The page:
Let $f(x) = e^{2x} - x$, $x_0 = 1$, $x_1 = 1.25$, and $x_2 = 1.6$. Construct interpolation polynomials of degree at most one and at most two to approximate $f(1.4)$, and find an error bound for the approximation.

So I know how to construct the interpolation polynomials, but I'm just not sure how to find the error bound. I know that the formula for the error bound is: $${f^{n+1}(\xi(x)) \over (n+1)!} \times (x-x_0)(x-x_1)...(x-x_n)$$

For the interpolation polynomial of degree one, the formula would be: $${f^{2}(\xi(x)) \over (2)!} \times (x-1)(x-1.25)$$

So if I take the second derivative of the function, I would get $f''(x) = 4e^{2x}$. Since $f''$ is strictly increasing on the interval $(1, 1.25)$, the maximum error of ${f^{2}(\xi(x)) \over (2)!}$ will be $4e^{2 \times 1.25}/2!$. Plugging in $x=1.4$ in the formula above gives us $1.461899$. I was just wondering if this is the correct way to calculate the error bound, since I've seen examples where they would take the derivative and find critical points and then I would get lost.

Can someone please clarify? Thanks!


2 Answers 2


I will do the part with all three points and you can do the other with two points.

We are given that $f(x) = e^{2x} - x$, $x_0 = 1$, $x_1 = 1.25$, and $x_2 = 1.6$.

We are asked to construct the interpolation polynomial of degree at most two to approximate $f(1.4)$, and find an error bound for the approximation.

You stated that you know how to find the interpolating polynomial, so we get:

$$P_2(x) = 26.8534 x^2-42.2465 x+21.7821$$

The formula for the error bound is given by:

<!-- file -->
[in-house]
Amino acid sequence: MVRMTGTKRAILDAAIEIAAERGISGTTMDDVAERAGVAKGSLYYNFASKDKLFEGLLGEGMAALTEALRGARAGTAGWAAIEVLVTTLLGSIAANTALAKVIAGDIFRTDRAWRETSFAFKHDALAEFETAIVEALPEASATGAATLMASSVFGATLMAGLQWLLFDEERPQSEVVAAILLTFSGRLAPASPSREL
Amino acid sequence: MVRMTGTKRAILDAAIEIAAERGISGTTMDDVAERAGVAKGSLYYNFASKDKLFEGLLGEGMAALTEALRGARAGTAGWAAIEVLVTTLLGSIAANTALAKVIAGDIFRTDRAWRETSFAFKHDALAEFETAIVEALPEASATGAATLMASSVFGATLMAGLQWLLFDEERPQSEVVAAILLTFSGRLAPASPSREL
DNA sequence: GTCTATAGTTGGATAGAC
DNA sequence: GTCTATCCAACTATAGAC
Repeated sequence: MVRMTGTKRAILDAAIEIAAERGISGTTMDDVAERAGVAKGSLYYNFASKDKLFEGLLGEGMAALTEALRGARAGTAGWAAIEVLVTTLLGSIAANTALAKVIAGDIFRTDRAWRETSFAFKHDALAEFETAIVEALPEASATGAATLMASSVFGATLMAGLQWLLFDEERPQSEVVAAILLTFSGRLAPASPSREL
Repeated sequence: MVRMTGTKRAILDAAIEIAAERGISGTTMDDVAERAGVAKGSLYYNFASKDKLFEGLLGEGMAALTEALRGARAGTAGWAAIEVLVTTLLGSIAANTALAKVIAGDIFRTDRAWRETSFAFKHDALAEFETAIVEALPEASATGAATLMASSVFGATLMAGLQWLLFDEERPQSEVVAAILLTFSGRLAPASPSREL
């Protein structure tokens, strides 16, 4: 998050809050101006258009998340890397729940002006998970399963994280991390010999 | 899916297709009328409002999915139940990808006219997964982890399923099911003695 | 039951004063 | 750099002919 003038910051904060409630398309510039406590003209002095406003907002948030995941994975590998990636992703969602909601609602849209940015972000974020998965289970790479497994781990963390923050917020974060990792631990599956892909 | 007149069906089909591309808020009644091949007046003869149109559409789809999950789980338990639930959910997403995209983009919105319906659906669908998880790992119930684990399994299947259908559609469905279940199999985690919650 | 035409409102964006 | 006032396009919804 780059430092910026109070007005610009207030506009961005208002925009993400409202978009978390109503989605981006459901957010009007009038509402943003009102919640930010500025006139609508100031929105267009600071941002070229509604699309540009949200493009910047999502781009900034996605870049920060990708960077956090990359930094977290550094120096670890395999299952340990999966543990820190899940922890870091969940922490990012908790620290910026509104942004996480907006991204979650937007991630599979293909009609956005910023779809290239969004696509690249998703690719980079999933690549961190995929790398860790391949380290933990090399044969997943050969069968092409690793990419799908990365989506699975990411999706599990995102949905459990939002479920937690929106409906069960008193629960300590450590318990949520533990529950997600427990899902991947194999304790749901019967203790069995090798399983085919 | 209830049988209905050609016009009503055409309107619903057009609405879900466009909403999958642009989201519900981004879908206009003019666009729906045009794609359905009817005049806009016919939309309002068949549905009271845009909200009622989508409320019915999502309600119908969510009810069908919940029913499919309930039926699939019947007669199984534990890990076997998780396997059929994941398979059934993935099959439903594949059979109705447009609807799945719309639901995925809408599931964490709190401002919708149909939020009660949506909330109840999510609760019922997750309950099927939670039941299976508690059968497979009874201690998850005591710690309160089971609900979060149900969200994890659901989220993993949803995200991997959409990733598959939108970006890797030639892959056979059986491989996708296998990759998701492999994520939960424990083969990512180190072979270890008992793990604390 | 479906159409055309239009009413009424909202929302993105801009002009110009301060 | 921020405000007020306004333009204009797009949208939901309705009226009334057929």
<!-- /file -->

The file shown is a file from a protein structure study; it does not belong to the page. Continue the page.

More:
$$E_n(x) = {f^{n+1}(\xi(x)) \over (n+1)!} \times (x-x_0)(x-x_1)...(x-x_n)$$

Since we do not know where $\xi(x)$ is, we will find each error over the range and multiply those together, so we have:

$$\max_{(x, 1, 1.6)} |f'''(x)| = \max_{(x, 1, 1.6)} 8 e^{2 x} = 196.26$$

Next, we need to find:

$$\max_{(x, 1, 1.6)} |(x-1)(x-1.25)(x-1.6)| = 0.00754624$$

Thus we have an error bound of:

$$E_2(x) = \dfrac{196.26}{6} \times 0.00754624 \le 0.246838$$

If we compute the actual error, we have:

$$\mbox{Actual Error}~ = |f(1.4) - P_2(1.4)| = |15.0446 - 15.2698| = 0.2252$$

  • $\begingroup$ how did u calculate $$\max_{(x, 1, 1.6)} |(x-1)(x-1.25)(x-1.6)| = 0.00754624$$? $\endgroup$
    – Shobhit
    Nov 16, 2015 at 15:22
  • 1
    $\begingroup$ Inside $x\in[1,1.25]$, the product is bounded by $\max|(x-1)(x-1.25)|\cdot |1.6-1|\le (0.125)^2\cdot 0.6=0.009375$ and in the second interval $[1.25,1.6]$ by $|1-6-1|\cdot max|(x-1.25)(x-1.6)|\le 0.6\cdot (0.175)^2=0.018375$ which is not exactly the bound given but it was quickly obtained without finding polynomial roots of the derivative. $\endgroup$ Apr 27, 2018 at 14:13
  • $\begingroup$ @amzoti i am getting $\max_{(x, 1, 1.6)} |(x-1)(x-1.25)(x-1.6)| = 0.0135$ which occur at $x=1.45$. how did you arrive at $0.00754624$ $\endgroup$ Jun 21, 2020 at 12:44
  • 2
    $\begingroup$ @Amzoti Why are you finding $\max_{(x, 1, 1.6)} |(x-1)(x-1.25)(x-1.6)|$? Don't we have $$E(x) = \frac {1}{3!} f^{(3)}(\xi(x)) (x - 1)(x - 1.125)(x - 1.6)$$ and therefore $$|E(1.4)| \le \left( \max_{y \in [1, 1.6]} \frac 16 f^{(3)}(y) \right)| (1.4 - 1)(1.4 - 1.125)(1.4 - 1.6) |?$$ Why are you also finding the max of the cubic polynomial? $\endgroup$
    – user56202
    Apr 14, 2021 at 0:02

I know this is super late, but they use critical points to find the maximum of the absolute value of $(x−x_0)(x−x_1)\ldots(x−x_n)$ since we know that this product equals zero if $x= x_0, x_1,\ldots,\text{ or }x_n$.

This means that we don't consider the endpoints when finding the max in that interval, so the only possible choices are the critical points in that interval. And we know that there has to exist a critical point between each of the zeros so comparing the norms of each of the critical points always gives us the max for that part of the error.

  • 5
    $\begingroup$ This question already had a well-accepted answer. You have contributed nothing new. Please refrain from doing this for old questions since they are pushed to the top as a result of activity. $\endgroup$
    – Shailesh
    Feb 11, 2016 at 13:57

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